COLUMBUS — Arguing that Ohio is losing ground when it comes to an affordable college education, the Democratic candidate for governor on Wednesday called for the creation of college savings accounts for every kindergartner in the state.
Cuyahoga County Executive Ed FitzGerald said he would also boost support for financial aid and make it easier for graduates to refinance college debt. He said these investments should be made before the state pursues more tax cuts.
“At a time when [a college degree is] more and more necessary, we’re actually moving backwards,” he said, standing in the hot sun outside Columbus State Community College. “Right now the average tuition and fees at a four-year public college in Ohio are 6.2 percent higher than the national average, and for community colleges, they’re 21 percent higher.”
His state plan for college savings accounts would parallel a program enacted under his administration in Cuyahoga County where the county opened accounts for all 5-year-olds with a government-funded opening balance of $100. The child and family members can then make voluntary tax-advantaged deposits to the account, withdrawing money only for an approved higher-education expense.
“What it does on a psychological level for the child is it says you have a future beyond high school,” Mr. FitzGerald said.
Gov. John Kasich last week signed a law continuing implementation of new funding formulas rewarding public colleges and universities more for the number of students they graduate rather than the number they enroll. The plan was worked out in conjunction with the schools.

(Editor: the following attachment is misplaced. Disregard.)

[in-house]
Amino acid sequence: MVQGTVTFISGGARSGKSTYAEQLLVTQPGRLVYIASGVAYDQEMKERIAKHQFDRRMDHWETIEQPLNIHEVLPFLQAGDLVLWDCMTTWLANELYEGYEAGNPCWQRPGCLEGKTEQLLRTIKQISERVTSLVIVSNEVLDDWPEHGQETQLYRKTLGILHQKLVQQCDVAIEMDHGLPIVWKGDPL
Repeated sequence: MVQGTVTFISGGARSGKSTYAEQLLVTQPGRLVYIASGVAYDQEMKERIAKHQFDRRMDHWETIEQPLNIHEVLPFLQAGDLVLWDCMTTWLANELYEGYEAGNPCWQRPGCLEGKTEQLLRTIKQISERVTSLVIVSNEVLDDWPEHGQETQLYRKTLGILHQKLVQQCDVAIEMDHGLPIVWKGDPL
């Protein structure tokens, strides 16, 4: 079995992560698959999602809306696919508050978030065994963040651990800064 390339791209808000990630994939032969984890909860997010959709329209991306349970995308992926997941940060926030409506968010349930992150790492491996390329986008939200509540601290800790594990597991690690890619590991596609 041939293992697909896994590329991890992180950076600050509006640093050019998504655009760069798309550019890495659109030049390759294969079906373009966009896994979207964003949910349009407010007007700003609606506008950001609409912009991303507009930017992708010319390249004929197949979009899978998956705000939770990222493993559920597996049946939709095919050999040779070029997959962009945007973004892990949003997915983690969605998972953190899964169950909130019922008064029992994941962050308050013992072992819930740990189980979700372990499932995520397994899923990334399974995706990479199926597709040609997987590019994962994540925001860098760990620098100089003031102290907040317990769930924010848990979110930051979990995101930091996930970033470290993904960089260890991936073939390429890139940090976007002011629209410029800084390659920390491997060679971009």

The two-year budget capped annual tuition increases at 2 percent a year or $188, whichever is more. The University of Toledo recently approved a $188, or 2.39 percent increase, after voluntarily freezing tuition last year. Bowling Green State University has frozen tuition for the coming year after a 2 percent hike last year.
“If Ed FitzGerald’s track record in Cuyahoga County is any indication of how he would mismanage the state’s higher education system, taxpayers and students beware!” said Ohio Republican Party spokesman Chris Schrimpf. “Today FitzGerald called for nearly $200 million in new state spending on top of the $2.1 billion he’s already proposed with no way to pay for it besides raising taxes.”
Mr. FitzGerald insisted that investing in such programs does not translate into higher taxes.
“I’m not running on a platform to increase taxes,” he said. “That may frustrate Republicans because they want to put me in that box.”
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